Continued Progress
Researchers at the Humanitarian Demining R&D Program have put a lot of work into understanding the effects of mine blast explosions on the human body. As they acquire more knowledge, it enables the industry to design more effective Personal Protective Equipment (PPE) for the humanitarian demining world. It also allows more valuable tests for predicting how PPE items will work in certain mine incidents.

Lessons Learned

Mr. Burke spoke of some of the lessons learned by members of the program. He said that one of the most important lessons was “the importance of talking directly with deminers to fully understand their capabilities, their environmental constraints and most importantly, their immediate technology needs.”3 The Requirements Workshops have been instrumental in doing this by helping the Program “focus on [deminers’] most immediate and significant needs.”

Mr. Burke also mentioned that pre-deployment visits are vital requirements to operational field evaluations. Before the Program will deploy prototype tools, these visits must be conducted to verify that the most appropriate equipment is being sent to the country requesting it. If the technology requested is deemed inappropriate for that location after the pre-deployment visit, the Program suggests other possibilities until a satisfactory arrangement is made.

Another essential lesson learned at the R&D Program is “to stick with those technologies showing promise that have high potential payoff down the road.” While projects may at first seem costly with no immediate rewards, they often have benefits that can only be gained from long-term investment. Mr. Burke cited the MCC and the Floating Mine Blade (FMB) as two examples, stating that after a few years of research and modifications, “these designs have matured into robust mine clearance systems.”3

Lastly, Mr. Burke comments that “the oldest lesson learned is to recognize when it is time to stop or eliminate a project that is no longer viable or needed.”3 This is an important aspect of the program so that time and money are best spent on the projects that will yield the most productive results. Test results on these tools are kept to help make the program more efficient in the future.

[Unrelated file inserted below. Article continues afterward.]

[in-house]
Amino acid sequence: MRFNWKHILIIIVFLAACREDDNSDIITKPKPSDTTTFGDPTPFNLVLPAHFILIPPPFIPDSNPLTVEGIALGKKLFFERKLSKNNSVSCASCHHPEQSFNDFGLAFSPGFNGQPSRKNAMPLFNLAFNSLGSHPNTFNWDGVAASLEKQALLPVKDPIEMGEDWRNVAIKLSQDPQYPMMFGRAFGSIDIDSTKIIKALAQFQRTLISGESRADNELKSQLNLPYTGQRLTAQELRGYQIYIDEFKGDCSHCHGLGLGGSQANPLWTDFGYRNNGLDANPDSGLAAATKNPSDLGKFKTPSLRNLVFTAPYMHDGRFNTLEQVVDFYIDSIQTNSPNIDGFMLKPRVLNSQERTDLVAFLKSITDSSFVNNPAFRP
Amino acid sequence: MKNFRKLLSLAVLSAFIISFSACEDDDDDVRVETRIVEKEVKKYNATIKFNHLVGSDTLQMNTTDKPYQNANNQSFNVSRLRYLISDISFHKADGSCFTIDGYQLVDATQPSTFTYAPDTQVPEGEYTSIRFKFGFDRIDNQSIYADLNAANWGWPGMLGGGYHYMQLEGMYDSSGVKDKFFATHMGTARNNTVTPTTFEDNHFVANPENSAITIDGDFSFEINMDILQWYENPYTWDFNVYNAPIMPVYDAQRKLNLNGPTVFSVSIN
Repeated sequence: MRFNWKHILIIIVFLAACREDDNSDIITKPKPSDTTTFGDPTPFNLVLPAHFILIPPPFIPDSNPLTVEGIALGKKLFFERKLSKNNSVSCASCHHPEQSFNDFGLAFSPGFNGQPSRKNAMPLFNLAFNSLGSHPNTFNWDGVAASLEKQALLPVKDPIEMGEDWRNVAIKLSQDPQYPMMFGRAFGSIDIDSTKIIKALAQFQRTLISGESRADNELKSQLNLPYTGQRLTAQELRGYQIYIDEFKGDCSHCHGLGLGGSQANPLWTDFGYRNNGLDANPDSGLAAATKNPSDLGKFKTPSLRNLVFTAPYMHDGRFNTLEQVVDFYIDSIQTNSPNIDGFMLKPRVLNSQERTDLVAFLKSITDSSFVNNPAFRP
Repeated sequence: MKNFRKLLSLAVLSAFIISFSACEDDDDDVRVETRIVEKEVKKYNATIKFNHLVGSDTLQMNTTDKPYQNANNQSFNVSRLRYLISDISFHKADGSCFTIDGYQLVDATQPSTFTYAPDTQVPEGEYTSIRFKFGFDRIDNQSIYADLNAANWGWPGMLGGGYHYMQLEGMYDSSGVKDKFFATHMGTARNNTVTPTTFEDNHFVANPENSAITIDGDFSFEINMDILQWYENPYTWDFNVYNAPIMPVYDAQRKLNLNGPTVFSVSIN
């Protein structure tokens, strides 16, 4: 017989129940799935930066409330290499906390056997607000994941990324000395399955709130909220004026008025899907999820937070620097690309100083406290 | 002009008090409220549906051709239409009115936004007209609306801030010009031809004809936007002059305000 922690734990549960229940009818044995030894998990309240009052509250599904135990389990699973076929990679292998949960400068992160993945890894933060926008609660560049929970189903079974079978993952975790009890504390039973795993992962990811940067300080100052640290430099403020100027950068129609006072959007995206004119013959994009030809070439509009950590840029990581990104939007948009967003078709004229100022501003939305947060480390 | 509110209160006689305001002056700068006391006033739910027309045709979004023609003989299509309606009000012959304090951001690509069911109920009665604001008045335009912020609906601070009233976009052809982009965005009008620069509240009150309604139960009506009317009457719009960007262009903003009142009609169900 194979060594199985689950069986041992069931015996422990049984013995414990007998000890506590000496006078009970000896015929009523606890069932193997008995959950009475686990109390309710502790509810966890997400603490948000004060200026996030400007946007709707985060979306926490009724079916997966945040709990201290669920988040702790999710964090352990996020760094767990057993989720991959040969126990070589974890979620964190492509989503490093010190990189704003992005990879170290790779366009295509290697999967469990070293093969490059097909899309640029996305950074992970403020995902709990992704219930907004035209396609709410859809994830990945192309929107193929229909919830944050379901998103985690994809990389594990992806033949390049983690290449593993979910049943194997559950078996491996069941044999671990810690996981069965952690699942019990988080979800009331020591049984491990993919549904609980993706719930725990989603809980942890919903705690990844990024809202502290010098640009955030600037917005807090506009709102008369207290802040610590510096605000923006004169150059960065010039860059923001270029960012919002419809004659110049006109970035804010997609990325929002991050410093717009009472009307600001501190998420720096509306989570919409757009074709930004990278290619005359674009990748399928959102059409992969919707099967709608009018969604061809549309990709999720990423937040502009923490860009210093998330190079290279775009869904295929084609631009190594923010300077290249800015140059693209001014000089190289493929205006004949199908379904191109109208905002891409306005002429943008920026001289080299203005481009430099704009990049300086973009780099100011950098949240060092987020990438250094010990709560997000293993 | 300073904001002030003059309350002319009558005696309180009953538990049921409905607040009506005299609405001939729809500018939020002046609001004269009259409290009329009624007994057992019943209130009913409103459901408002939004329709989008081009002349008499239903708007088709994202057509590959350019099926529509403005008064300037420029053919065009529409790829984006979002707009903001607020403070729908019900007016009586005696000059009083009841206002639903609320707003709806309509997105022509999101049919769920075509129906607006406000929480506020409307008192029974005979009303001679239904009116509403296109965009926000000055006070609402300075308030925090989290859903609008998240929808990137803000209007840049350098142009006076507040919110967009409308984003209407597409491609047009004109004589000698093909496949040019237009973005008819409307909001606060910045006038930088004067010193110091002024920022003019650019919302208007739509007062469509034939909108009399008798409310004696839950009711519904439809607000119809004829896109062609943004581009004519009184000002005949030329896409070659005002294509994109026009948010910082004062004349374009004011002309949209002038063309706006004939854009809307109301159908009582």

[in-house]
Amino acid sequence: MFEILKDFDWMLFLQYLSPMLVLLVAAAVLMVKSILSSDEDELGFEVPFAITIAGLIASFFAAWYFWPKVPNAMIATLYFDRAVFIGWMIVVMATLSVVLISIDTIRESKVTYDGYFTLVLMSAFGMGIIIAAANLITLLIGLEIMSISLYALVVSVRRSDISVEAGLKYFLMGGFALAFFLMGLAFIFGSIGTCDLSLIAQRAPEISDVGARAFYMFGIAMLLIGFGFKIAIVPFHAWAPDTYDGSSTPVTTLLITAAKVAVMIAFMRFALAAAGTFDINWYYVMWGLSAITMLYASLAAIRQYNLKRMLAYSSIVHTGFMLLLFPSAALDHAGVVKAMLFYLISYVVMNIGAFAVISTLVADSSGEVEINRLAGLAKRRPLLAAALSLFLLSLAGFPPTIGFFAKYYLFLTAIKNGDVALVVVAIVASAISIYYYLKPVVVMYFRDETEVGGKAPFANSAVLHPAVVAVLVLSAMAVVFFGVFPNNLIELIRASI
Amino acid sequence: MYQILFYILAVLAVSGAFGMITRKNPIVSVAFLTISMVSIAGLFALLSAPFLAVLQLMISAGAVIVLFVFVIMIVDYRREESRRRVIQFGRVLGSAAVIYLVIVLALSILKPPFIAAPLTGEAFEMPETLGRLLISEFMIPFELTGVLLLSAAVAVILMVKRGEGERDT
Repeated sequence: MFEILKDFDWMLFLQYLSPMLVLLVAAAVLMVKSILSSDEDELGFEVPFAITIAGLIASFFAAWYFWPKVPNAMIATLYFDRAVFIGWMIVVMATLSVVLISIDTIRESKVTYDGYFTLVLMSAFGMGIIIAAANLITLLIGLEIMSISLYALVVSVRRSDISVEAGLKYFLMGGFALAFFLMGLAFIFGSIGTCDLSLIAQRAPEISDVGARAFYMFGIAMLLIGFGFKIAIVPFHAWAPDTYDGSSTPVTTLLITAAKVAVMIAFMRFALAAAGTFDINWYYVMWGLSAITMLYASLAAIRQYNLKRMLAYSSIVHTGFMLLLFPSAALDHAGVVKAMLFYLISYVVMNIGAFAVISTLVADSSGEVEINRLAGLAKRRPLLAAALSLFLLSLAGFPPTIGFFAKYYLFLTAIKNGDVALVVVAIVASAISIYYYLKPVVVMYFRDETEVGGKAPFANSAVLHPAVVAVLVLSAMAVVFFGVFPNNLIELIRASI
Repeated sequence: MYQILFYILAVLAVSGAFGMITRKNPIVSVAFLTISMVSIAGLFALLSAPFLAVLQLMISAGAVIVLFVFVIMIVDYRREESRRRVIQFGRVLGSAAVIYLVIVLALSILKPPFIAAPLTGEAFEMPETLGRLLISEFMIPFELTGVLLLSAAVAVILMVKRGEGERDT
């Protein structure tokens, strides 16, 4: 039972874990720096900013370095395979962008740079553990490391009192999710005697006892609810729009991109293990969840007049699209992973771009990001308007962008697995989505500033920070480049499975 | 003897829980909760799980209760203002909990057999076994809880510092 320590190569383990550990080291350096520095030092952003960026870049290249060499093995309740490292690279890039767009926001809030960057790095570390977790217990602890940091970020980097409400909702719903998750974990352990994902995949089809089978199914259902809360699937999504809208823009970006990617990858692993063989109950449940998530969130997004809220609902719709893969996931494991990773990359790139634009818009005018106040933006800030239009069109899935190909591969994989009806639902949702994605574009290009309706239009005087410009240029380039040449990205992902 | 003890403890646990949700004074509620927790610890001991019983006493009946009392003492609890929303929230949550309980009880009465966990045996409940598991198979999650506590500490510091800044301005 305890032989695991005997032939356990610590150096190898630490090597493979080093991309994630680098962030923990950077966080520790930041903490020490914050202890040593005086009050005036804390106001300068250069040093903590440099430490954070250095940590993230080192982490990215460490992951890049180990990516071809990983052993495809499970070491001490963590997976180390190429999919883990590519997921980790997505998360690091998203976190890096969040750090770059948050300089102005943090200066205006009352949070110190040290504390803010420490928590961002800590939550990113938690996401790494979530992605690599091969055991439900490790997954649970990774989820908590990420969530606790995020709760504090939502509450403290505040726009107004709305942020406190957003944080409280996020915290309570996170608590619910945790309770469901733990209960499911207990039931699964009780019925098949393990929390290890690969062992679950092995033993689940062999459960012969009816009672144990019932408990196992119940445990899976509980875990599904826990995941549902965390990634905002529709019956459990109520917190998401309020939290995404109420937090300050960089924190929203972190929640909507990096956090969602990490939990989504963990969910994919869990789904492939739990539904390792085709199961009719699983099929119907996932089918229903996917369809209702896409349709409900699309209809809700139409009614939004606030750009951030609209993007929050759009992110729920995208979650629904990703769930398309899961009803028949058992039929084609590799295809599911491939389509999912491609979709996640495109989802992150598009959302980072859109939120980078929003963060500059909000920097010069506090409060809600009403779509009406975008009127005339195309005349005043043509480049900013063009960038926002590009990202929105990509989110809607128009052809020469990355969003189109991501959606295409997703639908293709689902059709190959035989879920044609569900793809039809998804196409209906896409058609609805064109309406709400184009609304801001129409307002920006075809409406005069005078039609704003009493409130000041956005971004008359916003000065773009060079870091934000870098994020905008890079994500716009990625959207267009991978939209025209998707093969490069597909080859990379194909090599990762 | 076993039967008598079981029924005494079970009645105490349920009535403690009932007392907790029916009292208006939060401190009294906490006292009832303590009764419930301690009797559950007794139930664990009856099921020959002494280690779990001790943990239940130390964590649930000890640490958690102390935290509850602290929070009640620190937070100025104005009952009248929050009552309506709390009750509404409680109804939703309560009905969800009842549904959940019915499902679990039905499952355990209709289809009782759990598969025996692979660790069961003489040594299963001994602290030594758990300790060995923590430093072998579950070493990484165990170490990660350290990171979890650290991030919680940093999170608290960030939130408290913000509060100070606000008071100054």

Conclusion

Building on past successes and always expanding their repertoire, the U.S. Humanitarian Demining R&D Program is paving the way for improved humanitarian demining tools and technologies. Mr. Burke points out that the Program’s work is never done: “ …what if there is something out there we have not uncovered? In addition to someone’s new idea or existing technology that is sent into our program for consideration or evaluation, we are always actively looking for possible solutions in areas not traditionally linked to countermine.”3 The Program staff must be ever-vigilant in order to ensure that the humanitarian demining community is getting state-of-the-art equipment that will increase the speed and efficiency of eradicating the world’s landmine problem.

References

1. The Demining Support System: Worldwide Analysis and Assessment. World Wide Web: http://www.humanitariandemining.org/pubs/dssreport.pdf
2. Technologies to Assist with the Global Demining Effort. 1999. Online video: http://www.humanitariandemining.org/newvideo.htm
3. E-mail interview with Mr. Sean Burke. June 28, 2002.

*All photos courtesy of Humanitarian Demining R&D Program.

Contact Information

Sean Burke, Program Manager
Humanitarian Demining R&D Program
US Army CECOM NVESD
ATTN: AMSEL-RD-NV-CM-HD (S. Burke)
10221 Burbeck Rd, Suite 430
Fort Belvoir, VA 22060-5806
Tel: (703) 704-1047
Fax: (703) 704-2500
E-mail: sean.burke@nvl.army.mil
Website:
http://www.humanitarian-demining.org/R_D/default.htm